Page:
May 11, 2006

Ugly Consequences of Nationalized Medicine — Part 3 of 4

Filed under: Consumer Outrage,Economy,Taxes & Government — Tom @ 1:17 pm

To Save Money, They Define “Emergencies” Down.

“S.O.B.er” Interested-Participant points to a UK Mirror article on Britain’s National Health Service advising people to stay away from hospital emergency rooms unless they are in a true medical emergency — and then identifies a whole lot of true emergencies that won’t get treated:

But documents seen by the Mirror show the “ailments” include serious heart problems, pneumonia, epilepsy, bleeding ulcers and even gangrene.

Health experts said lives will be lost because people with serious illnesses – often the poor and old – will be afraid to go to hospitals for emergency treatment.

Patient groups were stunned that Ministers want more people treated in the community when GPs’ surgeries and other facilities were already unable to cope. Pressure group Health Emergency said: “Savings like this could be at the expense of people’s lives.”

But Ministers said “unnecessary admissions” to A&E cost £1.3billion and it would be better for patients and the NHS if people were treated outside hospitals.

The 18 “ailments” listed in the documents and the amount they cost A&E departments include congestive heart failure, £211million’ chronic obstructive pulmonary disease, including emphysema, £253million’ pneumonia and flu, £158million’ angina, £134million’ epilepsy and convulsions, £77million’ and asthma, £64million.

Nationalized health care — it can literally kill you.

No thanks.
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Other posts:

  • Part 1 (April 9) — “An Inevitability: Withholding of Care in ‘Hard’ Cases”
  • Part 2 — “The government, disguised as a hospital’s administration, can move you up or down the waiting list, depending on your political views and actions”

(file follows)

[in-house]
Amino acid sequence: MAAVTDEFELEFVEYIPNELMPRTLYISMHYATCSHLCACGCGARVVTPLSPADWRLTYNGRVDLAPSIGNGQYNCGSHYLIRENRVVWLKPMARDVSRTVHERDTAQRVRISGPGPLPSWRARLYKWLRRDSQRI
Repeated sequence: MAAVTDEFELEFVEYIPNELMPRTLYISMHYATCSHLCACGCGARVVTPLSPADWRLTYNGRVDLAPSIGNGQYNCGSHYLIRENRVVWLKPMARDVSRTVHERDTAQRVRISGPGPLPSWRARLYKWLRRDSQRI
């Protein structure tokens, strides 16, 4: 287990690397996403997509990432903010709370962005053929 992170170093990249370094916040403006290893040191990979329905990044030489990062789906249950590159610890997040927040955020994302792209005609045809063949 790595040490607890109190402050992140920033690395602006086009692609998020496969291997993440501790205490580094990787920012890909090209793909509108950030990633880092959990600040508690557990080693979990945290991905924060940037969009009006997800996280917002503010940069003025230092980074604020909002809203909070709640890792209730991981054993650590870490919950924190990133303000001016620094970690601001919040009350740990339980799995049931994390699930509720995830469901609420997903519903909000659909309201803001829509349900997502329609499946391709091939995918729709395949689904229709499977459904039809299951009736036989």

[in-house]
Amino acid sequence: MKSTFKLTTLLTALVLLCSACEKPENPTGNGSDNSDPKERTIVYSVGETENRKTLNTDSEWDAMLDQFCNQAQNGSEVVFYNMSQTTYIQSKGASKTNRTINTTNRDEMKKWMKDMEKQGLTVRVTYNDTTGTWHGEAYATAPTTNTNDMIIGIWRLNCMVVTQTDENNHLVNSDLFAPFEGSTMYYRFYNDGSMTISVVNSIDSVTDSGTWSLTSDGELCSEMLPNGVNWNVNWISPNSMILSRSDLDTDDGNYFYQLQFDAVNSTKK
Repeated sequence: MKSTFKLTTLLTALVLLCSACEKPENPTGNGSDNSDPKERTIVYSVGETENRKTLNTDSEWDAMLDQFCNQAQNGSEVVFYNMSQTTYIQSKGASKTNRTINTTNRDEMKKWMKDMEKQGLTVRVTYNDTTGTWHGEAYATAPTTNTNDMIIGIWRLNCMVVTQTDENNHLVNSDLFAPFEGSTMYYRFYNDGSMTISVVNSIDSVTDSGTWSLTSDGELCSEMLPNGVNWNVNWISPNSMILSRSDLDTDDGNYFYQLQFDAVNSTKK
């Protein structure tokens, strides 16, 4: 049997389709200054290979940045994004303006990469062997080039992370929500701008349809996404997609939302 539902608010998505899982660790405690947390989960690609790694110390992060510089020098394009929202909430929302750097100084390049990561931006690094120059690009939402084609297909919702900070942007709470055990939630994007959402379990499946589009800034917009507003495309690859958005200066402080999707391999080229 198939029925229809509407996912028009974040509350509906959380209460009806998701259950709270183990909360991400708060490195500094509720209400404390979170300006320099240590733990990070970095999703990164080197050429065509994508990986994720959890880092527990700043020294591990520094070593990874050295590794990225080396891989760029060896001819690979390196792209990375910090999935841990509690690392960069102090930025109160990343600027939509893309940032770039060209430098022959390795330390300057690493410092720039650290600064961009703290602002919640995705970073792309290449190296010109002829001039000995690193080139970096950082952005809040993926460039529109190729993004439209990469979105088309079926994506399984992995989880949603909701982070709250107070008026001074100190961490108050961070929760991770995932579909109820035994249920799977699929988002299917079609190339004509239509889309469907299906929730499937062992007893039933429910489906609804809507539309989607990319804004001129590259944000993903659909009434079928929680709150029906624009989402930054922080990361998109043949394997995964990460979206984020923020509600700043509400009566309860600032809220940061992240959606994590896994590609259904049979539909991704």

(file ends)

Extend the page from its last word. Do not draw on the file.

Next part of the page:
• Part 4 — “Canadian docs are coming to the US”
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6 Comments

  1. Instead of isolated incidents regarding national health care (which costs much, much less and covers many more), how about defending the current “free market” employer-based system?

    Yeah, I didn’t think so.

    Comment by Theo — May 11, 2006 @ 3:56 pm

  2. #1, this part where you posted your comment is not isolated, it’s about the entire British health system restricting emergency care to its roughly 75 million residents.

    I would defend The US’s free-market employer-based system, except that it’s not free-market and it’s largely not employer-based. Well over half of all medical care is run through Medicare, Medicaid, the VA, and others to the point where the market isn’t functioning properly, and probably can’t function properly.

    This guy’s pretty close to what should be done, though no one has the will to implement it:
    The Future of Health Care Policy
    http://www.tcsdaily.com/article.aspx?id=051006E

    I’m not in the mood for a treatise on the healthcare system, and since I don’t recall you providing any specifics to support any of your arguments for three days running, I’m sure you aren’t either (typing the word “laughingstock” a lot doesn’t count).

    Comment by TBlumer — May 11, 2006 @ 4:13 pm

  3. The old Medicare (before Dubya’s prescription drug “benefits”) ran extremely more efficiently than HMO’s do:

    http://www.inthesetimes.com/site/main/article_two/2628/

    According to a study by top experts in 2005, “the United States wastes more on [private] health-care bureaucracy than it would cost to provide health care to all its uninsured.” As the World Health Organization noted, 15 cents of every dollar Americans spend on private health insurance goes to “administrative” expenses. That is a euphemism for everything from filling out and processing insurance paperwork to padding HMO executives’ salaries. By contrast, when the government spends money on public health care programs like Medicare, those “administrative” expenses only consume about 4 cents of every dollar…One solution is a universal health care system where the government is the single payer. A shorter name for this is “Medicare for Everybody.”

    Forget left and right, capitalist and socialist – what gets the most people covered (which is what a “compassionate” conservative would ask) at the least cost? Clearly, it ain’t the HMO system.

    Comment by Theo — May 11, 2006 @ 4:31 pm